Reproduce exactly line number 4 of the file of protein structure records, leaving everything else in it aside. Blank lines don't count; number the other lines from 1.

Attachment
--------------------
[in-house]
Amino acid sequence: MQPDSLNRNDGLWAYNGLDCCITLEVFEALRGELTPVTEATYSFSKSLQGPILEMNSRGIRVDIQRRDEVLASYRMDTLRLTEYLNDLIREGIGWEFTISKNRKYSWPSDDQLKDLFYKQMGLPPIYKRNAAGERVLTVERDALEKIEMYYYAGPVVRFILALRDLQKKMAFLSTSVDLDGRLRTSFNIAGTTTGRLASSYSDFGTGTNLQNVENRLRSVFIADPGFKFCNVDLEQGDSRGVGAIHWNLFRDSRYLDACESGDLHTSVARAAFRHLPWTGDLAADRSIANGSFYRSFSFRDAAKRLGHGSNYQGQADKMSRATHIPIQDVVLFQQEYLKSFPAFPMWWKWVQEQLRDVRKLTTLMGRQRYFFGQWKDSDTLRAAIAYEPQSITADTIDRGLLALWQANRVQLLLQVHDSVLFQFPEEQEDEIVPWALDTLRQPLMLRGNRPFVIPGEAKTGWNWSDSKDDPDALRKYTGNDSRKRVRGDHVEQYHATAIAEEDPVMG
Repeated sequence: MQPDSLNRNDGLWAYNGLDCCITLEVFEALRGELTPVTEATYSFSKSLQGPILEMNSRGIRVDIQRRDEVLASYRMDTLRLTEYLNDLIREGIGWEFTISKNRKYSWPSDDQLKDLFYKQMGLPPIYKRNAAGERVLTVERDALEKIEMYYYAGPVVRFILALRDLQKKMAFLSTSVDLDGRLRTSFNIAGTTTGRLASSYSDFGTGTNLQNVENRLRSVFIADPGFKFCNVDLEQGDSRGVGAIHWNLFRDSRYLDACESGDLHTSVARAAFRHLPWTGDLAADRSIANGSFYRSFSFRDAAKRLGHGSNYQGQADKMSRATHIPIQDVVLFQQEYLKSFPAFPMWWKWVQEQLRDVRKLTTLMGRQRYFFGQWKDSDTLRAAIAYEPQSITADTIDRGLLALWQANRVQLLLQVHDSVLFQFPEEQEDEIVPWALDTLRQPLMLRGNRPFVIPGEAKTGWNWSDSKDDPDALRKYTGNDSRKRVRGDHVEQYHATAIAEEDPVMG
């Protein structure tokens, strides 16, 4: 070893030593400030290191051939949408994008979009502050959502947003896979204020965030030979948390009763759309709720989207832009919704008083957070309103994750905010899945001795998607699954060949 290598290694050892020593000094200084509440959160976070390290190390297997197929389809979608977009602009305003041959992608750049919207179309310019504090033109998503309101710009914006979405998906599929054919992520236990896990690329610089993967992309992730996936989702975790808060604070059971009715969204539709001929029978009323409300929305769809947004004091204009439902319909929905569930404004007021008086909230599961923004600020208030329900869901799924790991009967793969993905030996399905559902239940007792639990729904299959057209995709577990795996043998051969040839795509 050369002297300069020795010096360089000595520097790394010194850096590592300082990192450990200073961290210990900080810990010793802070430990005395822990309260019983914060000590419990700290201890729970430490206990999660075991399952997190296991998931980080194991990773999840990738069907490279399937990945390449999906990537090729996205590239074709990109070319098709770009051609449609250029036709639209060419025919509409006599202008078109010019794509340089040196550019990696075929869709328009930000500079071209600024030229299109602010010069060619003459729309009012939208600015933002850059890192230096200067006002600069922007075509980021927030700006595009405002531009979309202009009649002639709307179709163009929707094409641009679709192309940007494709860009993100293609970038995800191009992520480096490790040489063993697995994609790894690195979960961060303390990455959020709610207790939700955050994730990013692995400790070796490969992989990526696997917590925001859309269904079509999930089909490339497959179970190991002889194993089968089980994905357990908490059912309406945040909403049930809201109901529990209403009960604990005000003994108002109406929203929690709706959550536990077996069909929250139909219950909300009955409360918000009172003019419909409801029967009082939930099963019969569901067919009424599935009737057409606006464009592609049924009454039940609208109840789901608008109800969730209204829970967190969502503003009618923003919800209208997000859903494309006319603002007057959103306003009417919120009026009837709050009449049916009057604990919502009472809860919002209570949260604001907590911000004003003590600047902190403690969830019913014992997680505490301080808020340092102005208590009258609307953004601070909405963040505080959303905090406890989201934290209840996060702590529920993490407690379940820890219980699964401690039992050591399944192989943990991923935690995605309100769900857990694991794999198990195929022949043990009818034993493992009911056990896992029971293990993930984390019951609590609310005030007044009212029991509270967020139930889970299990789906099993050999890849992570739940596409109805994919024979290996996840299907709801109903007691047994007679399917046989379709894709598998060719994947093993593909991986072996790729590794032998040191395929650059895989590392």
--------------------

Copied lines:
């Protein structure tokens, strides 16, 4: 070893030593400030290191051939949408994008979009502050959502947003896979204020965030030979948390009763759309709720989207832009919704008083957070309103994750905010899945001795998607699954060949 290598290694050892020593000094200084509440959160976070390290190390297997197929389809979608977009602009305003041959992608750049919207179309310019504090033109998503309101710009914006979405998906599929054919992520236990896990690329610089993967992309992730996936989702975790808060604070059971009715969204539709001929029978009323409300929305769809947004004091204009439902319909929905569930404004007021008086909230599961923004600020208030329900869901799924790991009967793969993905030996399905559902239940007792639990729904299959057209995709577990795996043998051969040839795509 050369002297300069020795010096360089000595520097790394010194850096590592300082990192450990200073961290210990900080810990010793802070430990005395822990309260019983914060000590419990700290201890729970430490206990999660075991399952997190296991998931980080194991990773999840990738069907490279399937990945390449999906990537090729996205590239074709990109070319098709770009051609449609250029036709639209060419025919509409006599202008078109010019794509340089040196550019990696075929869709328009930000500079071209600024030229299109602010010069060619003459729309009012939208600015933002850059890192230096200067006002600069922007075509980021927030700006595009405002531009979309202009009649002639709307179709163009929707094409641009679709192309940007494709860009993100293609970038995800191009992520480096490790040489063993697995994609790894690195979960961060303390990455959020709610207790939700955050994730990013692995400790070796490969992989990526696997917590925001859309269904079509999930089909490339497959179970190991002889194993089968089980994905357990908490059912309406945040909403049930809201109901529990209403009960604990005000003994108002109406929203929690709706959550536990077996069909929250139909219950909300009955409360918000009172003019419909409801029967009082939930099963019969569901067919009424599935009737057409606006464009592609049924009454039940609208109840789901608008109800969730209204829970967190969502503003009618923003919800209208997000859903494309006319603002007057959103306003009417919120009026009837709050009449049916009057604990919502009472809860919002209570949260604001907590911000004003003590600047902190403690969830019913014992997680505490301080808020340092102005208590009258609307953004601070909405963040505080959303905090406890989201934290209840996060702590529920993490407690379940820890219980699964401690039992050591399944192989943990991923935690995605309100769900857990694991794999198990195929022949043990009818034993493992009911056990896992029971293990993930984390019951609590609310005030007044009212029991509270967020139930889970299990789906099993050999890849992570739940596409109805994919024979290996996840299907709801109903007691047994007679399917046989379709894709598998060719994947093993593909991986072996790729590794032998040191395929650059895989590392």